|Anabella at work at Fox for the 2018 FIFA World Cup.|
If you are like most sports fans, you've been busy watching the FIFA 2018 World Cup, right, dear readers? We've been watching as much as possible, even though our beloved Mexico lost to Brazil. One of the main reasons we are watching has nothing to do with football/soccer, and everything to do with interpreting. We have the pleasure of knowing several of the Los Angeles-based interpreters who were retained by an agency to interpret the interviews with players and coaches both before and after the matches (they get the feed from Russia). We have never interpreted on live television (and during one of the world's biggest sports events to boot!), so we cannot even begin to imagine how nerve-wrecking it would be. We had the chance to Interview the Spanish interpreter for the World Cup, who worked for Fox through the above-mentioned interpreting agency. Anabella interpreted for several different countries and dozens of players of coaches for around 20 days. Judy has had the honor of sharing the interpreting booth and the courtroom with fellow federally certified interpreter Anabella Tidona, and without further ado, here's our interview with her.
Translation Times: Congratulations on being one of the World Cup interpreters! How did you prepare for this assignment?
Anabella Tidona: I was lucky that in the months leading to the tournament there were over the phone interviews with some players, that allowed me to ease into the subject. I would study each player’s career (which clubs he played for and in what position, some career highlights) and also their national team: coaching staff and teammates.
The day before every match I would watch on the FIFATV channel on YouTube the pre-match press conference that my team would do. The FIFA interpreters are of exceptional quality and I sure learned from them too. The sound of the press conferences is recorded in two channels, one ear for the original language and the other ear for English interpretation. Be sure to listen with headsets to decide what you want to hear. Speakers can be overwhelming.
|Go Mexico! Photo by Anabella Tidona.|
Translation Times: Can you walk us through the logistics of your daily work for this assignment? Your call times were pretty early because of the time differences, right?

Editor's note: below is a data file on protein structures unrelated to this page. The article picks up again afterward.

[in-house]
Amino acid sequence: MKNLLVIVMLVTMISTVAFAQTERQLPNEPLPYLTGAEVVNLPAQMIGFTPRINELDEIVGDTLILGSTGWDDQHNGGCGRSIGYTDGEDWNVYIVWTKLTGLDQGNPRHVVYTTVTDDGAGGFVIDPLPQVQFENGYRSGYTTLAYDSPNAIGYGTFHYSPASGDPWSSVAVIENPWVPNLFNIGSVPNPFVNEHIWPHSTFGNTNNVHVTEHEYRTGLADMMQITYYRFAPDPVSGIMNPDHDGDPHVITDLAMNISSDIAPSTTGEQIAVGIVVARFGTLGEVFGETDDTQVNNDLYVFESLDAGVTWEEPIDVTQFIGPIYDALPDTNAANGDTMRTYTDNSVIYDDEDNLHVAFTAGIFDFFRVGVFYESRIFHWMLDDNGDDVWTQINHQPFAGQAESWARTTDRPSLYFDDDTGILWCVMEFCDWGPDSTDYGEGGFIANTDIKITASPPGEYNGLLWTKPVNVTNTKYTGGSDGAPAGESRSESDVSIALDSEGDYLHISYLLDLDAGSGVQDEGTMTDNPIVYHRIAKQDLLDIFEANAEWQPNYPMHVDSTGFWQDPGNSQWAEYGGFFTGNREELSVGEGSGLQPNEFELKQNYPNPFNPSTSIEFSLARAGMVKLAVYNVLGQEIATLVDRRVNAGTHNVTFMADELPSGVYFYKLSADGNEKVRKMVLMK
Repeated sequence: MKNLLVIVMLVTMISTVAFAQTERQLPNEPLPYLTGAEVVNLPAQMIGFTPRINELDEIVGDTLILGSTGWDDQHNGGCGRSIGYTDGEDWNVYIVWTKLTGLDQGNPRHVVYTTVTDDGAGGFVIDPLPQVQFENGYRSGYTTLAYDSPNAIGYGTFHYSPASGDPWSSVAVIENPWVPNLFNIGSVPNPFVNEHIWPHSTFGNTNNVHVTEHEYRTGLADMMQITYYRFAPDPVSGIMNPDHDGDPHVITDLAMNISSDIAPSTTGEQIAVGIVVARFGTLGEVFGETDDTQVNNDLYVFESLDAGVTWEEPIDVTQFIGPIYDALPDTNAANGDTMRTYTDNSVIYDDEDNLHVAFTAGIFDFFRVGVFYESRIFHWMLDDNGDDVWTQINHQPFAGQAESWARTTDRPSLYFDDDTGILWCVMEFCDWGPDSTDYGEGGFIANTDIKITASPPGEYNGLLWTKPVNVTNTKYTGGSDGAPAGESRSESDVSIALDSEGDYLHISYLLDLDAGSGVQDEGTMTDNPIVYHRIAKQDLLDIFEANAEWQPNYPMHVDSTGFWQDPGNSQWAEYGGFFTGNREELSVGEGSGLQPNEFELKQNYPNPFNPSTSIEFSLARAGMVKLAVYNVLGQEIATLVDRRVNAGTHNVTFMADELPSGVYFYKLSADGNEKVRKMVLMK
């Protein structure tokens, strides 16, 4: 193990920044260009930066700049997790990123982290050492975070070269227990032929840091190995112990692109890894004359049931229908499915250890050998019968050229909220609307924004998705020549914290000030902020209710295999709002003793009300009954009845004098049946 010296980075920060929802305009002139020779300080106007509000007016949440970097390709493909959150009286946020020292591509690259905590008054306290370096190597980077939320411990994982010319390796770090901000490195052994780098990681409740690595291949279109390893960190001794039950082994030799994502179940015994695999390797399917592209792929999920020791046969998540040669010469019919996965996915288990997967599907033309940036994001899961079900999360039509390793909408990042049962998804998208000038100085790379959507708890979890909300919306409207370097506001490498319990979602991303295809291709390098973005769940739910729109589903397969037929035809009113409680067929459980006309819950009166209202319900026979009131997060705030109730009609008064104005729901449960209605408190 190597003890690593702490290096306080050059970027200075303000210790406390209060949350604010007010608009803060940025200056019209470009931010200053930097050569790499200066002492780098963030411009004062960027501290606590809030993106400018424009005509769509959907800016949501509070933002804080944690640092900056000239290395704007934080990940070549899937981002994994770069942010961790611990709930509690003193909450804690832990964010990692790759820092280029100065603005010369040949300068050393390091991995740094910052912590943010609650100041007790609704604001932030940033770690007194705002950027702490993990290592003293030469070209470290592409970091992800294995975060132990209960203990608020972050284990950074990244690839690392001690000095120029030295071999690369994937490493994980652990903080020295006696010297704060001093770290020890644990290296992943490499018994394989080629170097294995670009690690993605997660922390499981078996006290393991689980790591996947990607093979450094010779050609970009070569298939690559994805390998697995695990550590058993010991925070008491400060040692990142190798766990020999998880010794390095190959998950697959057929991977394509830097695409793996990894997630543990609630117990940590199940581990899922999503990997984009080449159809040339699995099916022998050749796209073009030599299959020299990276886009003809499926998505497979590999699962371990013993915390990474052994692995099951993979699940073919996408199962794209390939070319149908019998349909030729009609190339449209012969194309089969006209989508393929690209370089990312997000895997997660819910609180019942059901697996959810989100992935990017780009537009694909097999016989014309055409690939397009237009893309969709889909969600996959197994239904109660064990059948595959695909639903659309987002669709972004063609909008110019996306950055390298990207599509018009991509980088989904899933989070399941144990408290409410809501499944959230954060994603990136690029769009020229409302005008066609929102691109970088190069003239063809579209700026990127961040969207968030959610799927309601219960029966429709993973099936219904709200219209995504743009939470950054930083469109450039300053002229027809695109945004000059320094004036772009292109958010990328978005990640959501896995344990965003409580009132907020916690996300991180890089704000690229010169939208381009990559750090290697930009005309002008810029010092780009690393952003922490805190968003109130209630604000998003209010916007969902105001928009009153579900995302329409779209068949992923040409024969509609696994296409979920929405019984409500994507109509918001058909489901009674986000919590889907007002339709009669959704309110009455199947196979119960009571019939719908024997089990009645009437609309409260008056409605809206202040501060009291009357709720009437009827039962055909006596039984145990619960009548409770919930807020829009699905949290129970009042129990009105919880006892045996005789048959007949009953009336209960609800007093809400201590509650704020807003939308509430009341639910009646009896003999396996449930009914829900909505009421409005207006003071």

Anabella Tidona: Yes, that’s correct. We would arrive two hours before the beginning of the match and we would interpret the express interviews that the assistant coaches would give right after the squads arrived to the stadium. The infrastructure is amazing: many times we could see from a helicopter camera the bus with one of the national teams going from their hotel to the stadium.
We were also ready to interpret any half time interviews, although very few coaches granted those, and post-match interviews. Post-match interviews happen right after the ref blows the whistle. The players are still breathing hard from running, and the adrenaline is still pumping from the match.
Translation Times: Is it nerve-wrecking to be on live television? It would be for us.
Anabella Tidona: Not nerve-wrecking, but certainly exciting. Some players and coaches were predictable and some others surprised us with what they had to say!
Translation Times: What were the most challenging parts of this assignment?
Anabella Tidona: It’s pretty much live TV and there is no do-over. Post-match interviews happen by the side of the pitch and the stadium background noise is still there.
Translation Times: What were the most rewarding parts of this assignment?
Anabella Tidona: The behind the scenes people making this whole thing possible. Very talented, hard-working and kind people. Everyone pulling together to make this look (and sound) great on TV.
|Interpret this! Photo by Anabella.|
Translation Times: Who was your favorite player to interpret? Or coach?
Anabella Tidona: Hirving Lozano (#22 Mexico) when he said the whole team busted their asses training (“nos partimos la madre entrenando”). They actually aired it like that.
Edinson Cavani (#21 Uruguay) during the post-match interview after having scored 2 goals against Portugal was a bitter sweet moment, because he was top scorer at that match but he left the pitch a few minutes before the game was over due to a calf injury. He was very emotional because he knew he would not be able to play the following match against France where they were finally eliminated.
Translation Times: Did you come up with a particular solution that you were really proud of that you’d like to share?
Anabella Tidona: Really focus on the output, really hear yourself speak, one ear uncovered. Most of us were doing Retour into our English B, so we all tried our very best to sound good. Also, try to finish quickly at the end of the interview, does not look pretty when the interviewee walked away and the interpreter is still doing his or her rendition.
I would also listen to the interviews I interpreted previously and try to analyze what could be improved the following day.
Translation Times: Did you have a booth partner?
Anabella Tidona: No, because the interviews very short in duration. 2 minutes tops.
Many thanks for sharing your experiences with us, Anabella!
Anabella Tidona is a Spanish interpreter based in Los Angeles, CA. Born and raised in Buenos Aires, Argentina. She holds a degree in Political Science, a diploma in Conference Interpreting and a Masters in Medical Translation. The U.S. gave her the opportunity to forge her interpreting career and she has not stopped exploring all the different facets of the profession: conferences, TV, legal and medical.